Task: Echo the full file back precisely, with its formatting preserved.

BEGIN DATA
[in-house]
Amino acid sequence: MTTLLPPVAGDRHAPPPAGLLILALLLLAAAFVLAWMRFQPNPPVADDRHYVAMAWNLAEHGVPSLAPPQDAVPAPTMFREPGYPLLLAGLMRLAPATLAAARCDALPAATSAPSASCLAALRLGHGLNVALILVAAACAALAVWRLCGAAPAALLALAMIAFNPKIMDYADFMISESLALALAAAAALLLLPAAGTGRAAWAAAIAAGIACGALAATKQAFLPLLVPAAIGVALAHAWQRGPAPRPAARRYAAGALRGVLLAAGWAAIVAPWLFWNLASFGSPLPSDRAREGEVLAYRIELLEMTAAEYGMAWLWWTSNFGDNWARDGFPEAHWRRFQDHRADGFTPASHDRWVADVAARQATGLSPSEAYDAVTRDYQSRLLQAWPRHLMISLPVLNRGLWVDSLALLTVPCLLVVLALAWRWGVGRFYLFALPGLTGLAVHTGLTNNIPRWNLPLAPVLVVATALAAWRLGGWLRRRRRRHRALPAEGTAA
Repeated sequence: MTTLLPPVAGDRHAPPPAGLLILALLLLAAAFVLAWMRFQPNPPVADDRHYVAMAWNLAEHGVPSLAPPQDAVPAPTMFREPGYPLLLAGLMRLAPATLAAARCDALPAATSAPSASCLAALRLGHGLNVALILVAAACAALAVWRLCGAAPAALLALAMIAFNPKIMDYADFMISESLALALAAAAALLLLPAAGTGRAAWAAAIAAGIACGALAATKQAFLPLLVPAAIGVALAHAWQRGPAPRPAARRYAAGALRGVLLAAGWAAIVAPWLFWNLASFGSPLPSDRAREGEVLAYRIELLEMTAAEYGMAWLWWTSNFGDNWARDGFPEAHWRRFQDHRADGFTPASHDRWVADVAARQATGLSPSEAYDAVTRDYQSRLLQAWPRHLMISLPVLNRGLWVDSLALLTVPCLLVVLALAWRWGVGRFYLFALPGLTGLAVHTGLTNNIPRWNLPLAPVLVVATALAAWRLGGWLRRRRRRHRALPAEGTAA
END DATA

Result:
[in-house]
Amino acid sequence: MTTLLPPVAGDRHAPPPAGLLILALLLLAAAFVLAWMRFQPNPPVADDRHYVAMAWNLAEHGVPSLAPPQDAVPAPTMFREPGYPLLLAGLMRLAPATLAAARCDALPAATSAPSASCLAALRLGHGLNVALILVAAACAALAVWRLCGAAPAALLALAMIAFNPKIMDYADFMISESLALALAAAAALLLLPAAGTGRAAWAAAIAAGIACGALAATKQAFLPLLVPAAIGVALAHAWQRGPAPRPAARRYAAGALRGVLLAAGWAAIVAPWLFWNLASFGSPLPSDRAREGEVLAYRIELLEMTAAEYGMAWLWWTSNFGDNWARDGFPEAHWRRFQDHRADGFTPASHDRWVADVAARQATGLSPSEAYDAVTRDYQSRLLQAWPRHLMISLPVLNRGLWVDSLALLTVPCLLVVLALAWRWGVGRFYLFALPGLTGLAVHTGLTNNIPRWNLPLAPVLVVATALAAWRLGGWLRRRRRRHRALPAEGTAA
Repeated sequence: MTTLLPPVAGDRHAPPPAGLLILALLLLAAAFVLAWMRFQPNPPVADDRHYVAMAWNLAEHGVPSLAPPQDAVPAPTMFREPGYPLLLAGLMRLAPATLAAARCDALPAATSAPSASCLAALRLGHGLNVALILVAAACAALAVWRLCGAAPAALLALAMIAFNPKIMDYADFMISESLALALAAAAALLLLPAAGTGRAAWAAAIAAGIACGALAATKQAFLPLLVPAAIGVALAHAWQRGPAPRPAARRYAAGALRGVLLAAGWAAIVAPWLFWNLASFGSPLPSDRAREGEVLAYRIELLEMTAAEYGMAWLWWTSNFGDNWARDGFPEAHWRRFQDHRADGFTPASHDRWVADVAARQATGLSPSEAYDAVTRDYQSRLLQAWPRHLMISLPVLNRGLWVDSLALLTVPCLLVVLALAWRWGVGRFYLFALPGLTGLAVHTGLTNNIPRWNLPLAPVLVVATALAAWRLGGWLRRRRRRHRALPAEGTAA